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Archive for the ‘Food and…’ Category

I took a little time today to test out a recipe for baked milk.

Sounds funny? A little, but I’m hoping it will also be good. Baked milk is one of those niche products that spark my culinary curiosity. We had some a couple of years ago (thanks, Costco!) but haven’t been able to find it since. It’s both fermented and naturally sweet, somewhere between milk and yogurt in thickness, with an interesting caramelized depth and slight tang.

I’m using this recipe via The New York Times as a springboard, but it will be a couple of days before I know if it works. Fingers crossed!

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Friends gave us a batch of chili this weekend and I thought:

1) Thank you! So kind. And spicy, delightfully spicy!

Also:

2) Fantastic, an excuse to make my favorite cornbread recipe.

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My Favorite Cornbread

(adapted from Mark Bittman’s How to Cook Everything)

Ingredients

  • 275g / 1¼ C kefir (or yogurt, buttermilk, or 1¼ C milk warmed with 1 T white vinegar)
  • 50g / ~3.5 T butter
  • 183g / 1½ C medium-grind cornmeal
  • 62g / ¼ C all-purpose flour
  • 7.5g / 1½ t baking powder
  • 6g / 1 t salt
  • 50g / ~3 T sugar
  • 2 eggs

Instructions

  • preheat oven to 375F
  • add butter to an 8×8” pan, put it in the oven to melt*
  • whisk together dry ingredients in a bowl
  • whisk together kefir and eggs, add to dry ingredients and mix well
  • pour the batter into the pan with preheated butter
  • bake 30 minutes or until toothpick comes out clean
  • serve with more butter, because delicious.

* Alternately, melt butter and add to pan right before baking but why make more dishes? Getting it hot but not burnt is the goal.

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This is not my cornbread. It may be cake, for all I know, but it looks about right. The important thing is that this is not my cornbread because my cornbread smelled delicious and we ate it before I remembered that I might want a photo. Photo by Jose luis on Unsplash

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My day? Mostly bread and mushrooms.

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My doctor may not agree* but some days you just need to go all in. This recipe is one example**:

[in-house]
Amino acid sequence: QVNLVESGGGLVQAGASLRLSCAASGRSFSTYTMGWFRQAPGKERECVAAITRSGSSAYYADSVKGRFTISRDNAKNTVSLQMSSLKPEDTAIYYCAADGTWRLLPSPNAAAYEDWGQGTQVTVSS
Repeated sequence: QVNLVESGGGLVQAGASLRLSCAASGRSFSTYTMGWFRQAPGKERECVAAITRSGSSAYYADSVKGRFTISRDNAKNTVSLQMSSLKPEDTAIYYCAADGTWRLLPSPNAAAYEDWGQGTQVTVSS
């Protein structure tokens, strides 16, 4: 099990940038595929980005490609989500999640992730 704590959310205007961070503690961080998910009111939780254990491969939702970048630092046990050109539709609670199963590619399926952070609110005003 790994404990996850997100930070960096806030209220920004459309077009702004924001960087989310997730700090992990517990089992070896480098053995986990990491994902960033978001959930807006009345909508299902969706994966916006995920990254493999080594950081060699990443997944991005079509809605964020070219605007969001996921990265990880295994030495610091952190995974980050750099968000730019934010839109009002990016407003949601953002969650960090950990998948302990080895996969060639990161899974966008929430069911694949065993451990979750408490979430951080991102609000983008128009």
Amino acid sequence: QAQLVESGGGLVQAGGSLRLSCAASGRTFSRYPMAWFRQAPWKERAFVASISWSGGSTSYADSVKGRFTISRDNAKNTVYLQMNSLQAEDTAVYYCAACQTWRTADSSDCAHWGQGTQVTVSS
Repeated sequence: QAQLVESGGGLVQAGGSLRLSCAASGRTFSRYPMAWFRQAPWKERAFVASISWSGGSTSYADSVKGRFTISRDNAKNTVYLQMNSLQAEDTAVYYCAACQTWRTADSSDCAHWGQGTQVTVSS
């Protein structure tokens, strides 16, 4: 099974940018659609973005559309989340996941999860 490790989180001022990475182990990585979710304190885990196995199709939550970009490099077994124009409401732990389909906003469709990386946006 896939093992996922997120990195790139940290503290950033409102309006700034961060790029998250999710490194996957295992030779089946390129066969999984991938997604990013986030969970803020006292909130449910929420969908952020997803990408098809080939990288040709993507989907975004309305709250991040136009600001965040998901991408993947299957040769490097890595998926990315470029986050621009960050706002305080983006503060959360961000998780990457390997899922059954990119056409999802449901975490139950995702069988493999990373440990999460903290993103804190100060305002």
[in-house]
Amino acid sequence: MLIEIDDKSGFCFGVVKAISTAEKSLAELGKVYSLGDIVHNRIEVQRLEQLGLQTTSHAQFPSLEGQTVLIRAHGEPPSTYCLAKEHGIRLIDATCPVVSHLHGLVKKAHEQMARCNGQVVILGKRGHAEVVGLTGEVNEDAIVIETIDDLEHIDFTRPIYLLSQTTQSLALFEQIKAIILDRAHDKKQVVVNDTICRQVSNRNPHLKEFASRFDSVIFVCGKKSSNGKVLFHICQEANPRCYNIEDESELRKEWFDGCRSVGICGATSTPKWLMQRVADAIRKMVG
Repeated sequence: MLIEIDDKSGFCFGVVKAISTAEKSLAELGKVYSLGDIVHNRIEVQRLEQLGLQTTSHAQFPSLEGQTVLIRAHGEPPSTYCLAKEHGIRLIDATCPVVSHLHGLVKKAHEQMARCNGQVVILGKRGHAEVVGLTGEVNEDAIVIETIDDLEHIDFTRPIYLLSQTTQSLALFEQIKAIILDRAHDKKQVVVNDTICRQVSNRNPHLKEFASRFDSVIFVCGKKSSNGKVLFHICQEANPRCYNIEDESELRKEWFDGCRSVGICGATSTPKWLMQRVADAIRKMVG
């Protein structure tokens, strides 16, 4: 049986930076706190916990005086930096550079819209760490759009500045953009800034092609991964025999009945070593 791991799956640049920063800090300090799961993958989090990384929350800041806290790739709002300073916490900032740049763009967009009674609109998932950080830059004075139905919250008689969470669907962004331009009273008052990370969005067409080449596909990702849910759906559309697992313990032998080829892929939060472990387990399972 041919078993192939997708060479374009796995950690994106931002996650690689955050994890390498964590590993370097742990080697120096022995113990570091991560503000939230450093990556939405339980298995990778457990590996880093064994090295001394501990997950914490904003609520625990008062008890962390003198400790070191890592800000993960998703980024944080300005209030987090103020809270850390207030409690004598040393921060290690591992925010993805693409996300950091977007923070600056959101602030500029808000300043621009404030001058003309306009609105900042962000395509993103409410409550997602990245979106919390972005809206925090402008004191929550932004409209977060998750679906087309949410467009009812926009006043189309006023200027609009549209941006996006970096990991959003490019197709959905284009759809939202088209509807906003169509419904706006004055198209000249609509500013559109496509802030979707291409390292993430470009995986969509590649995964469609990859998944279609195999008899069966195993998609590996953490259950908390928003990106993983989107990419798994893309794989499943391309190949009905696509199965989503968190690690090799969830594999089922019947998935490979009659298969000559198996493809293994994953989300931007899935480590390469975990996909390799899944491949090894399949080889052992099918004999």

Mom’s Mashed Potatoes

Peel, cook, mash, mix. The secret to success is lots of everything good; more butter, more milk, more salt.

Simple. Good.

* I use this rule in moderation, which makes the times when I do even better.

** Lest one accuse my mother of writing an incomplete recipe, I admit that there was originally more to it than this. I’ve stripped it down to the essentials:)

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Photo by bernard buyse on Unsplash

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It’s Monday and it’s Spring and (despite the fact that we are expecting snow tonight) what better time to direct you to this helpful video about asparagus? 

America’s Test Kitchen reviews the basics and useful methods of preparation, but also busts several asparagus myths wide open.

I know, I’m excited too!

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Photo by Art Rachen on Unsplash

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I’ll go back and update the main pudding page once I’m sure I’m done, but the experimentation continues!

This latest version worked out well, so here’s the recipe.

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Mocha Tofu Pudding

  • 1/3 C. sugar
  • 1/2 C. strong coffee
  • 349g / 12 oz. silken tofu, firm
  • 170g / 6 oz dark chocolate
  • 1 t. vanilla extract
  • pinch of salt
  1. Stir sugar and coffee over medium heat just until sugar is dissolved. Remove from heat and let cool slightly, then add chocolate and stir until melted and smooth.